Monday, November 24, 2008

The Black Swan by Nassim Taleb

I'm reviewing this book not because anyone else is likely to read it (it's a statistical discussion) but because I'll be referencing it in phone chats and notes hereafter. The title refers to how everyone can have an understanding of existence and a single observation can completely change that understanding. Every so often , that event also may have large consequences. In this case it was all Europeans being sure swans were only white because those were the only ones they had ever seen. After seeing a single Australian black swan, that theory of many centuries was shown to be wrong.

The book's point is that we view most of our existence in the same way, as if it were a statistical bell curve. If X observations have not indicated our understanding is wrong, then the chances of it being wrong are so remote as to be almost impossible. However, most things in life do not conform to the bell curve and lack of proof of an outlier is not the same as proof of the model we have in our head. Most of life's processes, including economics, history, social sciences and even many scientific areas, do not correspond to a linear formula. The reason an idea or a scientific model becomes dominant is not due to the merits of the idea or model but to luck and social dynamics related to the herd instinct. Other ideas and models can be more accurate or "better" and die off for reasons not related to the idea or model. Even a formula that may work under restricted (and unnatural) constraints will spin out of control in a short time span because of unknown or misunderstood interactions. We see this yearly with government and scientific predictions that fall apart in weeks, months or a few years, yet react strongly to embrace the next prediction with fervor.
So what? Taleb feels we are living in a world of increasing black swans due to the increased complexity of our world. Since his area of expertise is economics (he was a Wall Street options trader, among other things) economics is his main focus. He wrote this book in the last half of 2006, yet one of his points is "...As if we did not have enough problems, banks are now more vulnerable to the Black Swan ...than ever before with "scientists" among their staff taking care of exposures. The giant firm J.P. Morgan put the entire world at risk by introducing in the nineties RiskMetrics, a phony method aiming at managing people's risks, causing the generalized use of (a) fallacy... Likewise, the government-sponsored institution Fanny Mae, when I look at their risks, seems to be sitting on a barrel of dynamite, vulnerable to the slightest hiccup. But not to worry: their large staff of scientists deemed these events "unlikely."'
Wow, did he nail that two years ahead of the event. So what do we do if many of these big events can happen without us being able to predict them and yet those events can substantially change our life?
Don't worry about the stuff you can't control. The fact that any of us lives is a statistical miracle. Enjoy it. Rely on the things you know through practical experience. Be conservative if the downside risk of a chance failure is more than you can live with. Conversely, if you are working in an area where minor variance can occasionally produce huge payouts, expose yourself to those circumstances as much as possible. The richest, or longest living, or healthiest (pick your desired category for existence) person got there by having the luck of being in the right place at the right time with the right gifts (good genes, the right parents, the right culture, etc.) and then the skills to exploit the situation. In the case of investing, Taleb figures we don't really know the odds of most investments working out, so he's ultraconservative with about 85% of his investments (government bonds) and then invests the other 15% in those areas where a single breakout could make him ultra rich e.g. some computer companies in the early '90s, yet if he guesses wrong the chance of all of the 15% of the investments being hugely bad are not very high.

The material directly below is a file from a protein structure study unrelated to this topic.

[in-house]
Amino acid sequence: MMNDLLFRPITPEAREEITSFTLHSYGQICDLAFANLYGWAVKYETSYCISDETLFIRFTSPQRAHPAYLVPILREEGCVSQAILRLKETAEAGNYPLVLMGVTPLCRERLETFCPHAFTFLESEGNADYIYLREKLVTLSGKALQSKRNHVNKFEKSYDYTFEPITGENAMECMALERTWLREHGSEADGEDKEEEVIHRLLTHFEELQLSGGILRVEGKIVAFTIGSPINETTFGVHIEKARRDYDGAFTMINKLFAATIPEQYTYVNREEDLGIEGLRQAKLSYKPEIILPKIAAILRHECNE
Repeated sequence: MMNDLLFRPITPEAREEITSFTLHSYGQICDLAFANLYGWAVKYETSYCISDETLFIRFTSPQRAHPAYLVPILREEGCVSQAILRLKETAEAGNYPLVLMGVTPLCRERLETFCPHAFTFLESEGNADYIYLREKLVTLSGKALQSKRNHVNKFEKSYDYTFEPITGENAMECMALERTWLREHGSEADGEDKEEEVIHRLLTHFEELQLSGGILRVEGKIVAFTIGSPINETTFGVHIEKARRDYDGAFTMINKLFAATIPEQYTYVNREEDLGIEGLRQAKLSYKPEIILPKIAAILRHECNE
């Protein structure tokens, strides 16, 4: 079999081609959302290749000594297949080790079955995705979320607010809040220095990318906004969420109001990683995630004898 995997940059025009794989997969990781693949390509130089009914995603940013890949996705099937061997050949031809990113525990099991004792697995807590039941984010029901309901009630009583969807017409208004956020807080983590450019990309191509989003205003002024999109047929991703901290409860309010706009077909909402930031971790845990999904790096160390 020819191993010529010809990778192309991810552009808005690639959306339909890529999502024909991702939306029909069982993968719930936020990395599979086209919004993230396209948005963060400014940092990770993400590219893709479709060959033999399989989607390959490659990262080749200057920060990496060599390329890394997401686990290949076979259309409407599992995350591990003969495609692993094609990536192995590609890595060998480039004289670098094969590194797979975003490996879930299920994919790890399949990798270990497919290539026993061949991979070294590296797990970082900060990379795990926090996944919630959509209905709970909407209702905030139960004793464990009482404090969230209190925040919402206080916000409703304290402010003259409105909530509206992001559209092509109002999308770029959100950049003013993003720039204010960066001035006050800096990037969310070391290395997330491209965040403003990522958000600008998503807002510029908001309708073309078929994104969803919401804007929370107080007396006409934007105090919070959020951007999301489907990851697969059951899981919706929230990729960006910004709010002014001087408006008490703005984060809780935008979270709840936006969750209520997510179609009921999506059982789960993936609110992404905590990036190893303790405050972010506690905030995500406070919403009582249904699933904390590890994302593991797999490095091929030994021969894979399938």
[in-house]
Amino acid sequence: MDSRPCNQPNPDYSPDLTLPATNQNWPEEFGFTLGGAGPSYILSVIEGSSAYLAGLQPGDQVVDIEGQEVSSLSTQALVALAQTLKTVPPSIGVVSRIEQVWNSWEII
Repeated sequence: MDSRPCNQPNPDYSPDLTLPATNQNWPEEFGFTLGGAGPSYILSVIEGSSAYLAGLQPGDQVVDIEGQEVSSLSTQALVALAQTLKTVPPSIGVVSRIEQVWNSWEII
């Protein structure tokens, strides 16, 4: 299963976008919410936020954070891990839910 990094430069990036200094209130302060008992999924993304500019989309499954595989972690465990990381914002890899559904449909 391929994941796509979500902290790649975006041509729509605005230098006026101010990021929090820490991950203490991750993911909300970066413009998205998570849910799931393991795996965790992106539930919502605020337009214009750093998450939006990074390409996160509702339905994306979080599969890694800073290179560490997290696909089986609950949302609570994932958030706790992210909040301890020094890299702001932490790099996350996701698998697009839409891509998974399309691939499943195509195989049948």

If you do read the book, he's pretty pleased with himself and is not afraid to throw zingers at authority. It's a fun read and if you decide to skip most of the statistical discussion and take his word for it, there are some profound insights worth retaining.

Monday, November 10, 2008

The Life of Andrew Jackson by Robert Remini

I picked this up to fill in some gaps about American politics in the first half of the 19th century. It is an abridgement of a three book set that won the National Book Award in 1984.

From the beginning, Jackson's life was an adventure. He fought in the Revolution at 13 and was orphaned in the same year. He fought duals, had a controversial romantic life, fought Indians and the British, and reshaped American political and governmental life. It is a life that a fiction script writer would risk criticism for inserting so many near-death experiences, national firsts and bigger than life characteristics. He is justifiably controversial for having elevated the presidency to its modern executive status, for moving almost all eastern native American tribes to lands west of the Mississippi, for balancing the budget for the first time since the Revolution, changing national banking practices, etc.

When I read about FDR last month I came away with mixed emotions due to his character flaws and strengths combined with some governmental successes. He pales in comparison to Jackson, both for his flaws, his strengths, and his governmental outcomes. What was most surprising was the many similarities to issues that were addressed in this last election. Jackson took actions that reminded me of Bush, except Jackson was more courageous and competent. He also took stands that Democrats would applaud, especially since he created the Democratic party. He probably reminds me most of Teddy Roosevelt but is a unique individual. You will not be bored with this story and will come away with an excellent understanding of people like Calhoun, Clay, Webster, J.Q. Adams, and those presidents who followed Jackson into the 1840's. A worthwhile read and one that will leave me thinking about a president's place in the American governmental triumvirate for a long time.